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      Plasma myeloperoxidase, NT-proBNP, and troponin-I in patients on CAPD compared with those on regular hemodialysis.

      Hemodialysis International. International Symposium on Home Hemodialysis
      Adult, Aged, Cardiovascular Diseases, etiology, Case-Control Studies, Female, Humans, Inflammation Mediators, blood, Kidney Failure, Chronic, therapy, Male, Middle Aged, Natriuretic Peptide, Brain, Peptide Fragments, Peritoneal Dialysis, Continuous Ambulatory, adverse effects, Peroxidase, Renal Dialysis, Risk Factors, Troponin I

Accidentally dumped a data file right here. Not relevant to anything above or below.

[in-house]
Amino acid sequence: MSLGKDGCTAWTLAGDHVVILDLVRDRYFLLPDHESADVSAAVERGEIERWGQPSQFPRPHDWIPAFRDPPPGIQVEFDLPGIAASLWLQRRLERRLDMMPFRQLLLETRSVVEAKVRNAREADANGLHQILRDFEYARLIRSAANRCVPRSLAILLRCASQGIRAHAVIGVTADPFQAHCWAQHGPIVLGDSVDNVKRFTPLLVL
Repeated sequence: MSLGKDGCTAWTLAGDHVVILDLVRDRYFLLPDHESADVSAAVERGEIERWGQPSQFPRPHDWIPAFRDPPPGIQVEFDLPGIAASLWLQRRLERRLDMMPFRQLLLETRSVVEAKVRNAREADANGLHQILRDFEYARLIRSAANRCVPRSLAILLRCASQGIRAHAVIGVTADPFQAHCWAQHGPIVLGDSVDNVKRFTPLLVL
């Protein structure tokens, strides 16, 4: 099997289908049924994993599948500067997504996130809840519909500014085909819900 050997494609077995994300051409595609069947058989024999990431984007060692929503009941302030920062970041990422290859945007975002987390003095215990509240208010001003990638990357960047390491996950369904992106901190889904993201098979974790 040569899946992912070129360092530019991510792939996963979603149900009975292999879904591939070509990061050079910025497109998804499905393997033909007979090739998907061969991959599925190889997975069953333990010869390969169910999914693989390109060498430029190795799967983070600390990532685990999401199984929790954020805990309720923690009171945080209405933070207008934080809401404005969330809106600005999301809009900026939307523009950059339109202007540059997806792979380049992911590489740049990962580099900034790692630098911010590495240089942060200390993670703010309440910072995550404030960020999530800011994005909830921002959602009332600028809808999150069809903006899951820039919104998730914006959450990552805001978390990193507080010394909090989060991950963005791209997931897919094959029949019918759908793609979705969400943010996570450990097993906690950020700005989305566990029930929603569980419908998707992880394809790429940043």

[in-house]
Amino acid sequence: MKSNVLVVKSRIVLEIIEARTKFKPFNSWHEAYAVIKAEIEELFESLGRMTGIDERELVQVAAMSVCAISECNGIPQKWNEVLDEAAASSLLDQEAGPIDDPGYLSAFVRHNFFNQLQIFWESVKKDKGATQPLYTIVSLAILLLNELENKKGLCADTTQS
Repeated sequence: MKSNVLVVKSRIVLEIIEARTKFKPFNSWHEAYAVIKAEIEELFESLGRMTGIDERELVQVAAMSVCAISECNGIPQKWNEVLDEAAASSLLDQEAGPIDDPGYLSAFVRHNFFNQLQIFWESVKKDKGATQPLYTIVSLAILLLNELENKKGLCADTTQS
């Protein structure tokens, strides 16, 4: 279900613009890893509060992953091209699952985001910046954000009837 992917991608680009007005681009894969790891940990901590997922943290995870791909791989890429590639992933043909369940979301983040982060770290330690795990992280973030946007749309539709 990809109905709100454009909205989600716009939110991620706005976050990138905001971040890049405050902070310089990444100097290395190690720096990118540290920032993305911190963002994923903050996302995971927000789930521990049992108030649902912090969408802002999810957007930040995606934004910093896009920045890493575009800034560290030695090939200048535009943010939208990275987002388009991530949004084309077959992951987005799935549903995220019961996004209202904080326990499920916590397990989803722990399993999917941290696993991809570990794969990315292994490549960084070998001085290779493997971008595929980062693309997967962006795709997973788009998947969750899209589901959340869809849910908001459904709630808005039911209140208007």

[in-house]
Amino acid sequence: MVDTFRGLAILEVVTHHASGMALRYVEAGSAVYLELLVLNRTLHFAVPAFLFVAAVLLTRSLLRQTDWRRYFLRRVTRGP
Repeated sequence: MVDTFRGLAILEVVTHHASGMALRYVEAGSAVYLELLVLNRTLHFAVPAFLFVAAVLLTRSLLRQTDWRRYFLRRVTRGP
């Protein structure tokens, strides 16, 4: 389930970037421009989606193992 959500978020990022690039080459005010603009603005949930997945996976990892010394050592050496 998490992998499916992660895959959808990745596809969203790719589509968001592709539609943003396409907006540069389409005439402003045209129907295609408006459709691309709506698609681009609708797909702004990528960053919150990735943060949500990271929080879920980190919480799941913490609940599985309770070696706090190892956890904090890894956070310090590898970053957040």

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          Myeloperoxidase (MPO) is a hemoprotein that is released during inflammation and may lead to irreversible protein and lipid modification, increasing levels of oxidized low density lipoprotein, and promoting athrogenesis. Recently, it has been considered as a risk factor for cardiovascular diseases. Similarly, the measurement of carotid intima-media thickness gives an indication about the degree of atherosclerosis and prediction of clinical cardiovascular events. Elevated white blood cells counts may indicate a state of acute inflammation and follow its progression. Dialysis patients are at a high risk of developing cardiovascular disease compared with healthy subjects. The role of N-terminal pro-brain natriuretic peptide and increased cardiac troponin in identification and prognostication of cardiovascular diseases in end-stage renal disease patients has been investigated. The current study aimed to evaluate plasma MPO and its possible relationship with carotid intima-media thickness, troponin I, N-terminal pro-brain natriuretic peptide (NT-proBNP), and insulin resistance as measured by homeostatic model assessment (HOMA index) in a cohort of Saudi patients who are undergoing hemodialysis (HD) vs. continuous ambulatory peritoneal dialysis for end-stage renal disease. Plasma MPO was significantly higher in patients on continuous ambulatory peritoneal dialysis (CAPD) than in those on HD and in normal subjects (P<0.001). Conversely, NT-proBNP plasma levels were significantly higher in patients on HD (both predialysis and postdialysis) than in those on CAPD (P<0.01) and than normal subjects. Similarly, plasma troponin-I levels were significantly higher in patients on HD compared with those of CAPD and than normal subjects (P<0.001). Plasma troponin-I and NT-proBNP levels were positively correlated in the 3 groups namely those on CAPD, Pre-HD, and post-HD (r: 0.464 and P=0.047; r: 0.330 and P=0.013; and r: 0.452 and P=0.024), respectively. There was no correlation between the MPO level and carotid intima-media thickness (P>0.05). However, plasma MPO level correlated positively with the white blood cell count in patients on CAPD and in those on HD (P<0.05). Our findings suggest an increased oxidative stress in CAPD patients compared with HD patients, while the reported difference in plasma NT-proBNP and troponin-I may be related to the rapid decline of residual renal function in HD and type of membrane used in the HD dialysis procedure itself.

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